I love the bounty that my garden and other people's gardens provide me this time of year. A tomato picked right from the vine will never compare with a store bought one. The problem with all this bounty is that I don't want to eat it all. I want to see it grow, and look luscious in my backyard and I even love picking it. It's great when my bowls are overflowing with vegetables, but I want the yucky ones to simply vanish when they start to fade and lose their beauty.
I wish that some of my plants could just produce one or two edible treats. Do I really need a bucket full of chili peppers? I know I can dry them and save them all year, but really will I ever get there. Can't they do that themselves? Haven't I done enough already? I planted them and fed them all season. The least they could do is preserve themselves, jump in an attractive jar and nestle themselves comfortably amongst their alphabetical kin in my pantry. Am I asking too much? Am I the jerk here?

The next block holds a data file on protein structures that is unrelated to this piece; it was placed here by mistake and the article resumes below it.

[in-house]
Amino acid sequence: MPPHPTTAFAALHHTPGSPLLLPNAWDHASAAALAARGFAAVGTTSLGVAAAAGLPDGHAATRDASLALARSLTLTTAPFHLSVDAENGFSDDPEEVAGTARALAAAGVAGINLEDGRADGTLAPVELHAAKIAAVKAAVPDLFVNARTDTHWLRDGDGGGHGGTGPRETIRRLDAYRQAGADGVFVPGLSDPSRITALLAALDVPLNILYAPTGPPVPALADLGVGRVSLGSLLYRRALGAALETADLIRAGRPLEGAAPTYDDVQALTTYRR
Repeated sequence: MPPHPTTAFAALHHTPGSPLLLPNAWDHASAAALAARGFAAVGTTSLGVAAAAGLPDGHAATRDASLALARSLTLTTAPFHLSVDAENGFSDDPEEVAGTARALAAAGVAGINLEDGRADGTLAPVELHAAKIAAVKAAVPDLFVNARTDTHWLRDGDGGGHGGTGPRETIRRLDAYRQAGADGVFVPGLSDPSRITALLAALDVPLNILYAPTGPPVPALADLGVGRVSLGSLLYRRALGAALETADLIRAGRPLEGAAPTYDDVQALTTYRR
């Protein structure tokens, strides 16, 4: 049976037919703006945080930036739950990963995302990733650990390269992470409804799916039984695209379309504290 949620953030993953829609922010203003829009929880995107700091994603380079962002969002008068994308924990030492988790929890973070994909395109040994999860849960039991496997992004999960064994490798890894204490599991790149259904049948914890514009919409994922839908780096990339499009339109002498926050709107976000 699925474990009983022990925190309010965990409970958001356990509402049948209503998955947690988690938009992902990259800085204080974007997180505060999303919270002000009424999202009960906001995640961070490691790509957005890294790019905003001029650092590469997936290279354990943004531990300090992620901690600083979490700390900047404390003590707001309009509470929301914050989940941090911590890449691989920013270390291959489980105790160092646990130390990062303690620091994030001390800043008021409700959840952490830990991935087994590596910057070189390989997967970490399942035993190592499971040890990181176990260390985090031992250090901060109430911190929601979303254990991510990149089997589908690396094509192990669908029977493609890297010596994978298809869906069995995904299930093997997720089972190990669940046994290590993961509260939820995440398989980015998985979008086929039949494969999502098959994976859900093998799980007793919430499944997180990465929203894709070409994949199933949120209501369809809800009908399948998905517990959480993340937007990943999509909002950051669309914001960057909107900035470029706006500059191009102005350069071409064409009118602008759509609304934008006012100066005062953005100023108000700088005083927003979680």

One of the prettiest and most horrid of the vegetables is the eggplant. It sure looks great in it's purple tracksuit getting all fit and fleshy on the vine all summer. Recently I picked a bunch from my front garden, and I've been watching them get a little wrinkly. I kept hoping they'd pass me a note that gave me a secret recipe that made them taste good. A recipe that didn't involve loads of tomato sauce and cheese. They said nothing. Who's the jerk now?
I did find a recipe on my own accord that worked fairly well with my Asian eggplant. It's still eggplant but at least it tastes better. If you have to eat eggplant, this recipe is not a bad one to try.
Asian Eggplant Salsa
from Bonnie Stern's Heart Smart
5 or 6 thin Asian eggplant, trimmed and diced
2 tbsp soy sauce
2 tbsp brown sugar
2 tbsp water
1 tbsp rice vinegar
1 tsp dark sesame oil
1/2 tsp hot Asian chili paste
2 tsp olive oil
4 cloves garlic, finely chopped
1 tbsp fresh ginger root, finely chopped
4 green onions, chopped
3 tbsp chopped fresh cilantro
Combine soy sauce, sugar, water, vinegar, sesame oil, and chili paste. Set aside.
Heat oil in large pan on medium heat. Add garlic, ginger, and cook for 30 seconds, and then add the eggplant. Cook for a few more minutes and then add soy sauce mixture and bring to a boil. Cover, reduce heat and simmer for 10 minutes, stirring occasionally. Uncover and continue to cook until mixture is thick. Add green onions and cilantro. Serve cold or room temperature.